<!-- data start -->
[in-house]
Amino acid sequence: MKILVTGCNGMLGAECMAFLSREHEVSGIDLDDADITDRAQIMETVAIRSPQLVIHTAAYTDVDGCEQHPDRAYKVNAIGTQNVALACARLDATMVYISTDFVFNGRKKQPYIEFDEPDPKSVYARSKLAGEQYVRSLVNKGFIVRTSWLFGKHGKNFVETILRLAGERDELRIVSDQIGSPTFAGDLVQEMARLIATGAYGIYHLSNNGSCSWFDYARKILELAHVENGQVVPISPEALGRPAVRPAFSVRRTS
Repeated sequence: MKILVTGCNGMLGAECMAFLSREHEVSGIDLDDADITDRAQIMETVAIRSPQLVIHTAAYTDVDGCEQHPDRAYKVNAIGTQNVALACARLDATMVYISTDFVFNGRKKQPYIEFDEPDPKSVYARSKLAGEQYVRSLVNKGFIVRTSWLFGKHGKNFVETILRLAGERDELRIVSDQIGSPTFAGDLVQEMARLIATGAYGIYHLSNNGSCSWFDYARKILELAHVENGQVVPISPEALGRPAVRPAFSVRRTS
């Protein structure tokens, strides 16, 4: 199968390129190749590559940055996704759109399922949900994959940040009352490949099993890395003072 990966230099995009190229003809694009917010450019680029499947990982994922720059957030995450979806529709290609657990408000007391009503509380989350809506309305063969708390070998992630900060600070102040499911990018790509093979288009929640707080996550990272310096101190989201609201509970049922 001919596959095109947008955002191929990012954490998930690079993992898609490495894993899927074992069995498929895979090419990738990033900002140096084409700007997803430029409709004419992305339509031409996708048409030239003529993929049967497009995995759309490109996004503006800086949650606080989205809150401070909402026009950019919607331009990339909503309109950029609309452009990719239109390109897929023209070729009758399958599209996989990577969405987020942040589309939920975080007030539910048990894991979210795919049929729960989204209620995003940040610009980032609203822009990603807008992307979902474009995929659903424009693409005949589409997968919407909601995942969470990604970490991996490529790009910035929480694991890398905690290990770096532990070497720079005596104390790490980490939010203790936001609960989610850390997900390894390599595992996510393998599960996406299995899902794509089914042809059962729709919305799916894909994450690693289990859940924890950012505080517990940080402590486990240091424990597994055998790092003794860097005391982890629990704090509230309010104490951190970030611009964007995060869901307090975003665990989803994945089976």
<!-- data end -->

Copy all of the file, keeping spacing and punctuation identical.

[in-house]
Amino acid sequence: MKILVTGCNGMLGAECMAFLSREHEVSGIDLDDADITDRAQIMETVAIRSPQLVIHTAAYTDVDGCEQHPDRAYKVNAIGTQNVALACARLDATMVYISTDFVFNGRKKQPYIEFDEPDPKSVYARSKLAGEQYVRSLVNKGFIVRTSWLFGKHGKNFVETILRLAGERDELRIVSDQIGSPTFAGDLVQEMARLIATGAYGIYHLSNNGSCSWFDYARKILELAHVENGQVVPISPEALGRPAVRPAFSVRRTS
Repeated sequence: MKILVTGCNGMLGAECMAFLSREHEVSGIDLDDADITDRAQIMETVAIRSPQLVIHTAAYTDVDGCEQHPDRAYKVNAIGTQNVALACARLDATMVYISTDFVFNGRKKQPYIEFDEPDPKSVYARSKLAGEQYVRSLVNKGFIVRTSWLFGKHGKNFVETILRLAGERDELRIVSDQIGSPTFAGDLVQEMARLIATGAYGIYHLSNNGSCSWFDYARKILELAHVENGQVVPISPEALGRPAVRPAFSVRRTS
């Protein structure tokens, strides 16, 4: 199968390129190749590559940055996704759109399922949900994959940040009352490949099993890395003072 990966230099995009190229003809694009917010450019680029499947990982994922720059957030995450979806529709290609657990408000007391009503509380989350809506309305063969708390070998992630900060600070102040499911990018790509093979288009929640707080996550990272310096101190989201609201509970049922 001919596959095109947008955002191929990012954490998930690079993992898609490495894993899927074992069995498929895979090419990738990033900002140096084409700007997803430029409709004419992305339509031409996708048409030239003529993929049967497009995995759309490109996004503006800086949650606080989205809150401070909402026009950019919607331009990339909503309109950029609309452009990719239109390109897929023209070729009758399958599209996989990577969405987020942040589309939920975080007030539910048990894991979210795919049929729960989204209620995003940040610009980032609203822009990603807008992307979902474009995929659903424009693409005949589409997968919407909601995942969470990604970490991996490529790009910035929480694991890398905690290990770096532990070497720079005596104390790490980490939010203790936001609960989610850390997900390894390599595992996510393998599960996406299995899902794509089914042809059962729709919305799916894909994450690693289990859940924890950012505080517990940080402590486990240091424990597994055998790092003794860097005391982890629990704090509230309010104490951190970030611009964007995060869901307090975003665990989803994945089976």